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Allergy and Asthma Care of Brooklyn

A blog written by Dr. Cascya Charlot and the staff at Allergy and Asthma Care of Brooklyn, New York.

Allergies Without Insurance a Financial Burden

By RADHA CHITALE
ABC News Medical Unit

Compared to other chronic conditions like heart disease or diabetes, treating allergies may be relatively inexpensive. But for those without health insurance, personal circumstances and medical costs can quickly add up to a price that is simply out of reach.

And as more allergy medicines transitioned to over-the-counter status beginning in 2001, even some allergy sufferers with health insurance began having trouble affording their treatments.

In these situations, the only choice left for someone with allergies may be to soldier on, miserable, before ending up in the ER.

Quantifying the cost of having an allergy is difficult because of the range of types and severities.

For example, allergic rhinitis, or hay fever, could require two or three visits to a doctor each year plus a supply of over-the-counter antihistamine medication, which can cost about $1,000 yearly, according to a report from the American College of Allergy, Asthma and Immunology.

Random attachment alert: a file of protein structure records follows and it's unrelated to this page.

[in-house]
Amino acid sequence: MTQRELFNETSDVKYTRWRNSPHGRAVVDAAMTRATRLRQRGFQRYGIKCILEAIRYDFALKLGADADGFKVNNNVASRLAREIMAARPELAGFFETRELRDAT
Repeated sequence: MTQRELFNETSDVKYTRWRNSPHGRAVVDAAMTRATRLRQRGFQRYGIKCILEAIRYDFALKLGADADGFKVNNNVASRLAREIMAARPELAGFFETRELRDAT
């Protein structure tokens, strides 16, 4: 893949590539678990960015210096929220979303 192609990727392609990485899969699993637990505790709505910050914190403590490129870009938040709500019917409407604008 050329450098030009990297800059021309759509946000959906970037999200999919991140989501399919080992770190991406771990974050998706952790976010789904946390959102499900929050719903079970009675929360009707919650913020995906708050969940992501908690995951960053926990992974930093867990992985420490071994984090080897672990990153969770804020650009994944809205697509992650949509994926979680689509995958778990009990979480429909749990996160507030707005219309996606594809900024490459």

"It's doable, but it's not free," said Dr. Jonathan Bernstein, a professor of medicine in the University of Cincinnati's Division of Immunology and Allergy. "It depends on proper diagnosis and proper treatment, but the cost to manage a patient with seasonal allergic rhinitis is not that expensive."

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4 Types of Allergy Medications: Which Is Right for You?

By Jessica Ryen Doyle  - FoxNews.com

Sneezing. Itchy, watery eyes. Nasal congestion. Sinus pressure.

It may sound like the worst cold ever, but if you are one of the millions of Americans living with allergies, you know these symptoms can last for weeks, months or even year-round.

Sure, there are simple tasks a person can do to lessen their allergic symptoms. For example, washing your hair before you go to bed to rinse the allergens out of it may be helpful. Severe allergy sufferers are sure to keep their house super-clean, not a speck of dust in sight.

However, the only real way to prevent or stop an allergy attack, is by taking medicine, Dr. Cascya Charlot of The Allergy and Asthma Care of Brooklyn, N.Y., told FOXNews.com.

But with all the medicines advertised on television and in magazines, how do you know which one does what?

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  • Allergy and Asthma Care of Brooklyn
  •  10 Plaza Street # 1E
    Brooklyn, NY 11238
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